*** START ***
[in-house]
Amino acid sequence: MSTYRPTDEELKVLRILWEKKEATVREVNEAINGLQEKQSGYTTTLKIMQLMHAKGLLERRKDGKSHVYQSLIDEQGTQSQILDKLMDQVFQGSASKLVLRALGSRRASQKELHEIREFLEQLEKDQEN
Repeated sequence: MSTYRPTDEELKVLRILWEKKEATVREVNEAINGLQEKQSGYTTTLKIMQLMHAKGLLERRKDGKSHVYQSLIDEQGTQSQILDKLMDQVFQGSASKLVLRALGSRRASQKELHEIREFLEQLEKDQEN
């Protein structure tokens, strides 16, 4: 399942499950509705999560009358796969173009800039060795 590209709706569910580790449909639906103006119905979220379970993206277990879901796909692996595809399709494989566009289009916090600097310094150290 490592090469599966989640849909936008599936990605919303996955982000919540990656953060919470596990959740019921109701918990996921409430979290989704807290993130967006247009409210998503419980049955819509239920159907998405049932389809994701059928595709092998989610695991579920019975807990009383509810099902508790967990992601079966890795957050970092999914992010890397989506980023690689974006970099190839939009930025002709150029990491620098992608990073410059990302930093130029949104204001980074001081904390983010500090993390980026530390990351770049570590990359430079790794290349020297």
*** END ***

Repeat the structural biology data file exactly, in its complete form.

[in-house]
Amino acid sequence: MSTYRPTDEELKVLRILWEKKEATVREVNEAINGLQEKQSGYTTTLKIMQLMHAKGLLERRKDGKSHVYQSLIDEQGTQSQILDKLMDQVFQGSASKLVLRALGSRRASQKELHEIREFLEQLEKDQEN
Repeated sequence: MSTYRPTDEELKVLRILWEKKEATVREVNEAINGLQEKQSGYTTTLKIMQLMHAKGLLERRKDGKSHVYQSLIDEQGTQSQILDKLMDQVFQGSASKLVLRALGSRRASQKELHEIREFLEQLEKDQEN
């Protein structure tokens, strides 16, 4: 399942499950509705999560009358796969173009800039060795 590209709706569910580790449909639906103006119905979220379970993206277990879901796909692996595809399709494989566009289009916090600097310094150290 490592090469599966989640849909936008599936990605919303996955982000919540990656953060919470596990959740019921109701918990996921409430979290989704807290993130967006247009409210998503419980049955819509239920159907998405049932389809994701059928595709092998989610695991579920019975807990009383509810099902508790967990992601079966890795957050970092999914992010890397989506980023690689974006970099190839939009930025002709150029990491620098992608990073410059990302930093130029949104204001980074001081904390983010500090993390980026530390990351770049570590990359430079790794290349020297």